Having followed the numerous debates of the presidential candidates, I have questions not yet posed to the contenders. I begin by asking the Democratic candidates:
Who are your favorite Supreme Court Justices, and why, starting with Chief Justice John Marshall the first to rule that the Supreme Court has the power of judicial review over the legislative and executive branches?
Three of you Sens. Hillary Clinton and Barack Obama and Elizabeth Edwards (speaking for her husband, John) appeared before Planned Parenthood's policy-organizing conference in Washington on July 17.
Discussing your criteria for your nominations to the Supreme Court, all of you said you would not consider anyone who did not pledge to uphold Roe v. Wade. This "litmus test" means that all other possibilities, no matter how distinguished their records on constitutional issues, would be ignored.
I ask all the Democratic candidates: Do you have any other "litmus tests" for the High Court? Nominees' views on gay marriage? Federal taxpayers funds for "good works" by religious organizations? How high should the "wall" between church and state be?
At the Planned Parenthood meeting, Obama proposed an "updated social contract" for women, including paid maternity leave and greater access to "reproductive-health-services." According to the July 18 Chicago Tribune, "an Obama spokesman said that included abortions."
The following question is for all the Democratic candidates, not just Obama: In the 2007 National Right to Life Committee Yearbook, the Black Americans for Life whose goal is "to ensure the civil rights of all our people, no matter how small their bodies may be" presented these statistics that may startle many Americans, no matter their views on abortion:
"Since 1973 (the Supreme Court's Roe v Wade decision), over 14 million Black babies have been aborted, which is equal to the combined populations of eight Midwestern states." This means, according to Day Gardner, president of the National Black Pro-life Union, abortion is the No. 1 killer of African-Americans." (According to my research over the years, this is most likely an understatement.)
Do these numbers trouble you? If they do, what do you suggest to reduce those figures? Speaking before Planned Parenthood on equal opportunity for women, Obama emphasized the need for low-income women getting more access to contraceptives. But do any of you candidates wonder what the accomplishments of those lost lives might have been if there were equal survival opportunity for the black unborn?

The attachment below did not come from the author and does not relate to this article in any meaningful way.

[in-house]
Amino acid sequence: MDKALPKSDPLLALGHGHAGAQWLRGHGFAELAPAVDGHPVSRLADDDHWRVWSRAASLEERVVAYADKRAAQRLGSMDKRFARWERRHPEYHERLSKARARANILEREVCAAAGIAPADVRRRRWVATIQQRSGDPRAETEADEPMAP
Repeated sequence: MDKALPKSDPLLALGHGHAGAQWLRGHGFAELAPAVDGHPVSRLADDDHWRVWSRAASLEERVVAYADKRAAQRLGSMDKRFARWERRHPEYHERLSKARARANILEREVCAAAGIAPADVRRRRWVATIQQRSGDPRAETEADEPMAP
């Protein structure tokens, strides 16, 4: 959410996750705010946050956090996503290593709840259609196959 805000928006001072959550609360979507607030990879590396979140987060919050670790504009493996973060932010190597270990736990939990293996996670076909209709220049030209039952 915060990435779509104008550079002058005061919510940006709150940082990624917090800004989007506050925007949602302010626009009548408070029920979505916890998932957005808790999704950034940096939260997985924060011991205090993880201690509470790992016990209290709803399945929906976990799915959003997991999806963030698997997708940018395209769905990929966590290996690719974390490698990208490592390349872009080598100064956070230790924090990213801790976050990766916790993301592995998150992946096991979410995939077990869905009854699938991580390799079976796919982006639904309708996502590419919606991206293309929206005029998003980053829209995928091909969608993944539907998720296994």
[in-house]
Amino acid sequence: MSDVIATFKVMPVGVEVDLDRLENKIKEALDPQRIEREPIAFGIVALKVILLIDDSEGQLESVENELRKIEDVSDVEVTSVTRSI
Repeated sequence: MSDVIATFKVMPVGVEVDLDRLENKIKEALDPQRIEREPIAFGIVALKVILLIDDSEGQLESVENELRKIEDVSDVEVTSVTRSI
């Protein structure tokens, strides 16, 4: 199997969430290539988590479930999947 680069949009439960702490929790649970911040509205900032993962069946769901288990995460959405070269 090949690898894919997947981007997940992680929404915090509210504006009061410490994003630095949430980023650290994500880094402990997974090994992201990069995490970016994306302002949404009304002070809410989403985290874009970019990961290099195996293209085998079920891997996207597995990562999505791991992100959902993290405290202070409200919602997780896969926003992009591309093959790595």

On a different issue concerning the growing loss of lives of black youngsters in many American cities, Obama spoke admirably and candidly July 15 to a large congregation at the Vernon Park Church of God in Chicago. As reported July 17 by New York Times columnist Bob Herbert who focuses on crucial black life-and-death issues that many journalists ignore Obama talked about "the spate of violence that's been robbing the city's children of their future.
"In this last school year," he continued, "32 Chicago public school students were killed, and even more since (this) school year ended. This past week alone, two teens were shot in a South Side school yard." Of these murdered children and teenagers in Chicago, Obama said, "They are America's invisible children."
He added that, rightfully, the nation grieved after the Virginia Tech massacre, but as for the violent deaths of Chicago school children in the last school year, "for the most part, there has been silence." Also, he noted more Chicago school children were killed last year than Illinois soldiers killed in Iraq.
"Moreover," Obama continued, "From South-Central L.A. to Newark, N.J., there's an epidemic of violence that's sickening the soul of this nation. For the third year in a row, violent crime and murder are on the rise nationwide. As we've all borne witness to here in Chicago, this is partly due to the rise of gang violence. The FBI says there are now more gang members on our nation's streets than police officers."
Los Angeles Police Chief Bill Bratton calls this "a gathering storm of criminal violence," and in its wake is an increasing number of black, white, Latino and Asian corpses.
I ask the Democratic candidates: If and when you occupy the Oval Office after the next elections, what measures on an emergency basis would you take, in consultation with Congress and civic leaders throughout the country, to identify and remedy the causes of this internal made-in-America terrorism on our city streets and even in the growing number of "home invasions" in our suburbs?
So far, this presidential campaign, on both sides, has largely continued the bitter polarization in Congress and among the more vocal parts of the citizenry. But surely there are millions of Americans who live in fear not only of the terrorists around the world who clearly want to kill us but also of the homegrown killers on our very streets. What do you candidates have to tell them, regardless of their party affiliations?
The next president, of whichever party, will be confronted with more imminent, fundamental survival challenges than any of his or her predecessors. Will any of the present contenders inform us specifically of how they will deal not only with our foreign enemies but also with our enemies within who savagely took away the lives of the three college students, who had so much to offer this nation, in one of Newark's safer neighborhoods?